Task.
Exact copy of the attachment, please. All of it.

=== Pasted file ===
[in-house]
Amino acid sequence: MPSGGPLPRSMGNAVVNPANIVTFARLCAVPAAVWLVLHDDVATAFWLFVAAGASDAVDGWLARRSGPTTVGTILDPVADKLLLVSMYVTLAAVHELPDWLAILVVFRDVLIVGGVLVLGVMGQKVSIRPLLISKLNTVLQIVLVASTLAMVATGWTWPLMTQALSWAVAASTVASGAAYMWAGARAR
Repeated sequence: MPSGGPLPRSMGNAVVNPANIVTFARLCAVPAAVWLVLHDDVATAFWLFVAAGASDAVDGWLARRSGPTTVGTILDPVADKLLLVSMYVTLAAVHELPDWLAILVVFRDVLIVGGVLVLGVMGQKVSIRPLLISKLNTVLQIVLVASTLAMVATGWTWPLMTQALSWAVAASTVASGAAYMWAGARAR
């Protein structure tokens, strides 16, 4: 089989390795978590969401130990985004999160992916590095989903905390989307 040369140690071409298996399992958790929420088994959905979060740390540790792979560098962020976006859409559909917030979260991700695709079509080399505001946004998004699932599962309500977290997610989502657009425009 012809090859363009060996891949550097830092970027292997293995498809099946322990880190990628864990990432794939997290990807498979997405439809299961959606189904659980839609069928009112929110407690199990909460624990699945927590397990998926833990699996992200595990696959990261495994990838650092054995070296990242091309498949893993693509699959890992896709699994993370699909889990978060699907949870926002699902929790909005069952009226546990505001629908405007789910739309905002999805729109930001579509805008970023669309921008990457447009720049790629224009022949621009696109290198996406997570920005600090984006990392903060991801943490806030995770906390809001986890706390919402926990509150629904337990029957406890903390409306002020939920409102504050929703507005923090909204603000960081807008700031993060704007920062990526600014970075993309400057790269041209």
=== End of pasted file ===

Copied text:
[in-house]
Amino acid sequence: MPSGGPLPRSMGNAVVNPANIVTFARLCAVPAAVWLVLHDDVATAFWLFVAAGASDAVDGWLARRSGPTTVGTILDPVADKLLLVSMYVTLAAVHELPDWLAILVVFRDVLIVGGVLVLGVMGQKVSIRPLLISKLNTVLQIVLVASTLAMVATGWTWPLMTQALSWAVAASTVASGAAYMWAGARAR
Repeated sequence: MPSGGPLPRSMGNAVVNPANIVTFARLCAVPAAVWLVLHDDVATAFWLFVAAGASDAVDGWLARRSGPTTVGTILDPVADKLLLVSMYVTLAAVHELPDWLAILVVFRDVLIVGGVLVLGVMGQKVSIRPLLISKLNTVLQIVLVASTLAMVATGWTWPLMTQALSWAVAASTVASGAAYMWAGARAR
């Protein structure tokens, strides 16, 4: 089989390795978590969401130990985004999160992916590095989903905390989307 040369140690071409298996399992958790929420088994959905979060740390540790792979560098962020976006859409559909917030979260991700695709079509080399505001946004998004699932599962309500977290997610989502657009425009 012809090859363009060996891949550097830092970027292997293995498809099946322990880190990628864990990432794939997290990807498979997405439809299961959606189904659980839609069928009112929110407690199990909460624990699945927590397990998926833990699996992200595990696959990261495994990838650092054995070296990242091309498949893993693509699959890992896709699994993370699909889990978060699907949870926002699902929790909005069952009226546990505001629908405007789910739309905002999805729109930001579509805008970023669309921008990457447009720049790629224009022949621009696109290198996406997570920005600090984006990392903060991801943490806030995770906390809001986890706390919402926990509150629904337990029957406890903390409306002020939920409102504050929703507005923090909204603000960081807008700031993060704007920062990526600014970075993309400057790269041209």